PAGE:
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Novel antiepileptic for Dravet syndrome
MIAMI BEACH, Fla.—Biscayne Pharmaceuticals Inc. in October reported that a new scientific publication shows its lead compound BIS-001 can eliminate all seizures in the majority of animals in models of the type of epilepsy known as Dravet syndrome. BIS-001 is a clinical-stage, highly potent agent with a novel mechanism of action that is a synthetic form of huperzine A, an extract of a traditional Chinese medicine. Biscayne is initially developing BIS-001 for the treatment of children with Dravet syndrome and for adults with complex partial seizures.
The new studies assessed BIS-001 in mice who have the same SCN1A mutations seen in human Dravet syndrome and are subject to similar severe seizures. The studies were conducted in the Emory University laboratory of Dr. Andrew Escayg, who is a leading expert in the human and mouse genetics of neurological diseases. In these studies, BIS-001 completely eliminated seizures in the majority of treated animals at doses expected to be well tolerated and achievable in patients with a new extended-release formulation of BIS-001.
Importantly, the effects of BIS-001 were sustained over time, with high levels of antiseizure activity maintained during repeat dosing for up to 21 days, with no evidence of the tachyphylaxis, or diminishing efficacy, that can be seen with other antiepileptic drugs. BIS-001 appeared to be well tolerated in these animals.
“BIS-001 demonstrated a high level of efficacy in these models of extremely hard-to-treat epilepsy, eliminating all seizures in most animals and maintaining efficacy over repeat administration, at dose levels we are optimistic will be effective and well tolerated in patients with our new extended-release formulation,” said Dr. Stephen Collins, president and CEO of Biscayne Pharmaceuticals. “We are encouraged by these promising results in a model of devastating childhood epilepsy as we prepare to initiate a Phase 1b clinical trial of BIS-001 in another population with difficult-to-treat seizures—adults with refractory complex partial epilepsy.”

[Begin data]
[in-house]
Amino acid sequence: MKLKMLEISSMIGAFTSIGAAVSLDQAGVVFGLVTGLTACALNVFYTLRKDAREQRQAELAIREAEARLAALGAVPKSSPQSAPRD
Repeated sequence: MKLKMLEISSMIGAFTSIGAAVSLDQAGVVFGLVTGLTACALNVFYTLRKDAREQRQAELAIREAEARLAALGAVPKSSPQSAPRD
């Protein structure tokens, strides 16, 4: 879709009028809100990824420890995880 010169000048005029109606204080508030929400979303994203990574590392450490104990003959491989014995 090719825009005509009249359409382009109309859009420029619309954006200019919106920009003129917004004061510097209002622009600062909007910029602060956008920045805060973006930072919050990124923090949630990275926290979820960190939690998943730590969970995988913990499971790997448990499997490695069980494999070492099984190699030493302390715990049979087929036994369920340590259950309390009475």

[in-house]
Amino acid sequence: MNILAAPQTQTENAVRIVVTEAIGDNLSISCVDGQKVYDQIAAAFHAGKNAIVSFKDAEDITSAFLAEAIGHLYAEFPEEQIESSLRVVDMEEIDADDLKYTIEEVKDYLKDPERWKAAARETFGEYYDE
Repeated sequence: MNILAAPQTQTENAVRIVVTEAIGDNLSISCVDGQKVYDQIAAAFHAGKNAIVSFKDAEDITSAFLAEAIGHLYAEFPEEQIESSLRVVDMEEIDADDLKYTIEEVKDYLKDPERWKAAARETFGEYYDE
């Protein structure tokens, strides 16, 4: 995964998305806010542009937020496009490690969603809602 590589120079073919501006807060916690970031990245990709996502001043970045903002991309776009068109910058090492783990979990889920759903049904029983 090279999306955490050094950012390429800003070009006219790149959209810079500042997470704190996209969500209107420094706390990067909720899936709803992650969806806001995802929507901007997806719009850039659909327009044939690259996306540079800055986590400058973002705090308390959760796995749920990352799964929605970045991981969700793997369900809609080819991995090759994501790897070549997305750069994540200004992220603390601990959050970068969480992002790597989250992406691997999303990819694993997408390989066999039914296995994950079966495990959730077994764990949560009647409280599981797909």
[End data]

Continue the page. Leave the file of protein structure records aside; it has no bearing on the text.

“The active ingredient of BIS-001 is huperzine A, an acetylcholinesterase (AChE) inhibitor that has a long history of safe use in Chinese medicine,” Collins continued. “It also has exhibited the cognition-enhancing properties seen with some other AChE drugs, but has demonstrated much better central nervous system and systemic tolerability and safety than currently available agents. We will be assessing whether BIS-001 supports improved cognition in epilepsy patients, and at the least, we expect it to be devoid of the detrimental effects on cognition seen with many existing antiepileptic drugs. We are eager to test BIS-001 in a variety of conditions, given the high unmet therapeutic need that exists across the spectrum of seizure disorders.”
Biscayne expects to advance BIS-001 into a Phase 1b study in adults in mid-2017, and if all goes well, to proceed to a Phase 2 study shortly thereafter. Clinical trials in children will commence after successful completion of FDA-required juvenile animal safety testing.
Dr. Steven Schachter, professor of neurology at Harvard Medical School, is a scientific co-founder of Biscayne and a co-author of the new study, and commented, “We are eager to test BIS-001 in clinical trials to see if the dramatic elimination of seizures observed in these animals can be replicated in patients, who are in great need of better treatment options.”